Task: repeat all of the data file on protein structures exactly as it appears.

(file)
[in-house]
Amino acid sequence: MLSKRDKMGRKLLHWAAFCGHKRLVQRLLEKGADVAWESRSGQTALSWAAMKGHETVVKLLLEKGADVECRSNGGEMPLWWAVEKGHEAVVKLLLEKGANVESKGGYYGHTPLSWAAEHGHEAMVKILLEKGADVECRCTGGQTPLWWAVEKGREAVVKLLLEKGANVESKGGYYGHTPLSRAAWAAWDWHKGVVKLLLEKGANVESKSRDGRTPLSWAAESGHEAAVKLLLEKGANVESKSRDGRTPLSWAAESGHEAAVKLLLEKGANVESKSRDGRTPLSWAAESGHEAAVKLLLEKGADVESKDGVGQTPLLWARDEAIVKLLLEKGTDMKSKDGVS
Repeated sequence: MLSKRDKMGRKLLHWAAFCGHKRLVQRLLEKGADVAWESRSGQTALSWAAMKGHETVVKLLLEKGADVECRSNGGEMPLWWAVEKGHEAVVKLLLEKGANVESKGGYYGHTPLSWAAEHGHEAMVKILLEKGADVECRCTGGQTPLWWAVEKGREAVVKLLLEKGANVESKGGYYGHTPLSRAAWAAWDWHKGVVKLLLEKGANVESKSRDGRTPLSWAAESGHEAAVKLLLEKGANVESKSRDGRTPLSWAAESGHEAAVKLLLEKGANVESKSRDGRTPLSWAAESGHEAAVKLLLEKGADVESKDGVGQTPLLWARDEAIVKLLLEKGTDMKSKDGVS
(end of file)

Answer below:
[in-house]
Amino acid sequence: MLSKRDKMGRKLLHWAAFCGHKRLVQRLLEKGADVAWESRSGQTALSWAAMKGHETVVKLLLEKGADVECRSNGGEMPLWWAVEKGHEAVVKLLLEKGANVESKGGYYGHTPLSWAAEHGHEAMVKILLEKGADVECRCTGGQTPLWWAVEKGREAVVKLLLEKGANVESKGGYYGHTPLSRAAWAAWDWHKGVVKLLLEKGANVESKSRDGRTPLSWAAESGHEAAVKLLLEKGANVESKSRDGRTPLSWAAESGHEAAVKLLLEKGANVESKSRDGRTPLSWAAESGHEAAVKLLLEKGADVESKDGVGQTPLLWARDEAIVKLLLEKGTDMKSKDGVS
Repeated sequence: MLSKRDKMGRKLLHWAAFCGHKRLVQRLLEKGADVAWESRSGQTALSWAAMKGHETVVKLLLEKGADVECRSNGGEMPLWWAVEKGHEAVVKLLLEKGANVESKGGYYGHTPLSWAAEHGHEAMVKILLEKGADVECRCTGGQTPLWWAVEKGREAVVKLLLEKGANVESKGGYYGHTPLSRAAWAAWDWHKGVVKLLLEKGANVESKSRDGRTPLSWAAESGHEAAVKLLLEKGANVESKSRDGRTPLSWAAESGHEAAVKLLLEKGANVESKSRDGRTPLSWAAESGHEAAVKLLLEKGADVESKDGVGQTPLLWARDEAIVKLLLEKGTDMKSKDGVS